Researchers found that doctors they identified as “high-intensity” prescribers sent one in four patients home with opioids. “Low-intensity” prescribers gave opioids to one in 14 patients. The patients who saw a high-intensity prescriber were 30 percent more likely to become long-term users.
The New York Times: Long-Term Opioid Use Could Depend On The Doctor Who First Prescribed It
Some emergency room doctors are far more likely than others even within their own department to prescribe opioids to treat pain in older people, and their patients are at greater risk of using the powerful drugs chronically than those who saw doctors who prescribe them less frequently, according to a large new study. The research was published Wednesday in The New England Journal of Medicine. (Hoffman, 2/15)
The Washington Post: The Doctor You See In The ER May Put You On A Path Toward Long-Term Opioid Use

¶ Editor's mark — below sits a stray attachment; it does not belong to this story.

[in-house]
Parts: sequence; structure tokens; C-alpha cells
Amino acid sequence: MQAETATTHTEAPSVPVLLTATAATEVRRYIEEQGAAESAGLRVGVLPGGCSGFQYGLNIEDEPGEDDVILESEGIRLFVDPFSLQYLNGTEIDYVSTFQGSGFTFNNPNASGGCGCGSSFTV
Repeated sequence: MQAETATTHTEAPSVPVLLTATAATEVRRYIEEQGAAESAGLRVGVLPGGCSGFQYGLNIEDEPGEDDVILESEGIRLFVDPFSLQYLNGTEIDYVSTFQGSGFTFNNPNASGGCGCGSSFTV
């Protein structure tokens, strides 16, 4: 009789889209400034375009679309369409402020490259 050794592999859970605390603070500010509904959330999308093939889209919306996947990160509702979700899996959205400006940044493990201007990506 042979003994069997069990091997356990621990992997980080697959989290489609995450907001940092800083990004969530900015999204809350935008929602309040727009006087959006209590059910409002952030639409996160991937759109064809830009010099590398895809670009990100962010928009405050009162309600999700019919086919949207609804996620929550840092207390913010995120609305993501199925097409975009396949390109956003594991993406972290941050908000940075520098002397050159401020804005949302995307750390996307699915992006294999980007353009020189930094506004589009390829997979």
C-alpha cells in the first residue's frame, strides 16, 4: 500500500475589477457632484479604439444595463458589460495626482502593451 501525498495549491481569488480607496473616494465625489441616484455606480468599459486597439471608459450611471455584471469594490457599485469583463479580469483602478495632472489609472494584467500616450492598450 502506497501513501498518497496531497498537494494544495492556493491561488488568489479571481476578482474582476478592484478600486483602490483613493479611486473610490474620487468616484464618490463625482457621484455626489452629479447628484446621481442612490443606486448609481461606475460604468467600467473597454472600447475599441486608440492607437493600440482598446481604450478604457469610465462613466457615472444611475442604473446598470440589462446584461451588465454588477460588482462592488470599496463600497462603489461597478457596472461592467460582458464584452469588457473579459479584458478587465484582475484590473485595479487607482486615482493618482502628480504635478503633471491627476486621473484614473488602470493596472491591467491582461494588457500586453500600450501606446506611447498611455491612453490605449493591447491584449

The study also found a remarkable difference in opioid prescribing habits by doctors in the very same emergency rooms: “High-intensity prescribers” doled out narcotics during 24.1 percent of patient visits, on average, while “low-intensity prescribers” called for them only 7.3 percent of the time. In addition, patients who received a large dose of opioids at their initial visit were more likely to end up as long-term users. (Bernstein, 2/15)
Kaiser Health News: How Long You Stay On Opioids May Depend On The Doctor You See In The E.R.
“Physicians are just doing things all over the map,” says Dr. Michael Barnett, an assistant professor at the Harvard T. H. Chan School of Public Health and one of the study’s authors. “This is a call to arms for people to start paying a lot more attention to having a unified approach.” (Gold, 2/15)
Stat: Some ER Doctors Three Times More Likely Than Others To Prescribe Opioids